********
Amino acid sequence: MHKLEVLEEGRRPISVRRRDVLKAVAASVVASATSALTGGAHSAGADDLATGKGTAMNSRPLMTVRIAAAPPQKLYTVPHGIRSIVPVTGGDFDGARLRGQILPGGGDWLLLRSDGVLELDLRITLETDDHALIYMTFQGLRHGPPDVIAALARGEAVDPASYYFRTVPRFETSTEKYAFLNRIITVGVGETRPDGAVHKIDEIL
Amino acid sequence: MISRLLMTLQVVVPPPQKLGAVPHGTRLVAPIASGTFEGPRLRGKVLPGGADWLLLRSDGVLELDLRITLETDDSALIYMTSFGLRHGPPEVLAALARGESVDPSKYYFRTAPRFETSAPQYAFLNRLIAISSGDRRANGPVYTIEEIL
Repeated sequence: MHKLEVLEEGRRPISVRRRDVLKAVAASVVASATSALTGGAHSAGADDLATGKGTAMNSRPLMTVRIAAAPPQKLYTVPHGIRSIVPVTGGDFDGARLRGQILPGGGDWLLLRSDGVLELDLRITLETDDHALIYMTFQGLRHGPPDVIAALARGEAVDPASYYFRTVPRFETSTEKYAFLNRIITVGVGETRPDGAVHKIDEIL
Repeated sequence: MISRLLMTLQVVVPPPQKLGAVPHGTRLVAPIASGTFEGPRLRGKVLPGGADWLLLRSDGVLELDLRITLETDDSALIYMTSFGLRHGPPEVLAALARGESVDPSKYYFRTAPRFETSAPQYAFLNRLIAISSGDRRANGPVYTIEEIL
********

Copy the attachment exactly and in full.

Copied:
Amino acid sequence: MHKLEVLEEGRRPISVRRRDVLKAVAASVVASATSALTGGAHSAGADDLATGKGTAMNSRPLMTVRIAAAPPQKLYTVPHGIRSIVPVTGGDFDGARLRGQILPGGGDWLLLRSDGVLELDLRITLETDDHALIYMTFQGLRHGPPDVIAALARGEAVDPASYYFRTVPRFETSTEKYAFLNRIITVGVGETRPDGAVHKIDEIL
Amino acid sequence: MISRLLMTLQVVVPPPQKLGAVPHGTRLVAPIASGTFEGPRLRGKVLPGGADWLLLRSDGVLELDLRITLETDDSALIYMTSFGLRHGPPEVLAALARGESVDPSKYYFRTAPRFETSAPQYAFLNRLIAISSGDRRANGPVYTIEEIL
Repeated sequence: MHKLEVLEEGRRPISVRRRDVLKAVAASVVASATSALTGGAHSAGADDLATGKGTAMNSRPLMTVRIAAAPPQKLYTVPHGIRSIVPVTGGDFDGARLRGQILPGGGDWLLLRSDGVLELDLRITLETDDHALIYMTFQGLRHGPPDVIAALARGEAVDPASYYFRTVPRFETSTEKYAFLNRIITVGVGETRPDGAVHKIDEIL
Repeated sequence: MISRLLMTLQVVVPPPQKLGAVPHGTRLVAPIASGTFEGPRLRGKVLPGGADWLLLRSDGVLELDLRITLETDDSALIYMTSFGLRHGPPEVLAALARGESVDPSKYYFRTAPRFETSAPQYAFLNRLIAISSGDRRANGPVYTIEEIL